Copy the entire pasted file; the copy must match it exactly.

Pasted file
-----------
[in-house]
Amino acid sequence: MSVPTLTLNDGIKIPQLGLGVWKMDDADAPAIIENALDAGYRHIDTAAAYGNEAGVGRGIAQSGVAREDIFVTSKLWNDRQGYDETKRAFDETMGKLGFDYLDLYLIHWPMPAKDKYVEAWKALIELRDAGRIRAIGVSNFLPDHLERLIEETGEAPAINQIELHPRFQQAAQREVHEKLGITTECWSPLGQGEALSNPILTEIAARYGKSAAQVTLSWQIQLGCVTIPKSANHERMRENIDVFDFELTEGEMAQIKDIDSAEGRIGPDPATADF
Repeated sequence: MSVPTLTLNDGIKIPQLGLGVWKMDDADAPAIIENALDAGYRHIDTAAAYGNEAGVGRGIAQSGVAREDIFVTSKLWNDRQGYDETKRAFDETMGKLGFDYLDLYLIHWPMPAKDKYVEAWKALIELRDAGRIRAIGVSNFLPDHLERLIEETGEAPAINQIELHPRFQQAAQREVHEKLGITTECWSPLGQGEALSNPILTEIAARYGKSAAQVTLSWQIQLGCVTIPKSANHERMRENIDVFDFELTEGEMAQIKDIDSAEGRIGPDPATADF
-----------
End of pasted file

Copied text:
[in-house]
Amino acid sequence: MSVPTLTLNDGIKIPQLGLGVWKMDDADAPAIIENALDAGYRHIDTAAAYGNEAGVGRGIAQSGVAREDIFVTSKLWNDRQGYDETKRAFDETMGKLGFDYLDLYLIHWPMPAKDKYVEAWKALIELRDAGRIRAIGVSNFLPDHLERLIEETGEAPAINQIELHPRFQQAAQREVHEKLGITTECWSPLGQGEALSNPILTEIAARYGKSAAQVTLSWQIQLGCVTIPKSANHERMRENIDVFDFELTEGEMAQIKDIDSAEGRIGPDPATADF
Repeated sequence: MSVPTLTLNDGIKIPQLGLGVWKMDDADAPAIIENALDAGYRHIDTAAAYGNEAGVGRGIAQSGVAREDIFVTSKLWNDRQGYDETKRAFDETMGKLGFDYLDLYLIHWPMPAKDKYVEAWKALIELRDAGRIRAIGVSNFLPDHLERLIEETGEAPAINQIELHPRFQQAAQREVHEKLGITTECWSPLGQGEALSNPILTEIAARYGKSAAQVTLSWQIQLGCVTIPKSANHERMRENIDVFDFELTEGEMAQIKDIDSAEGRIGPDPATADF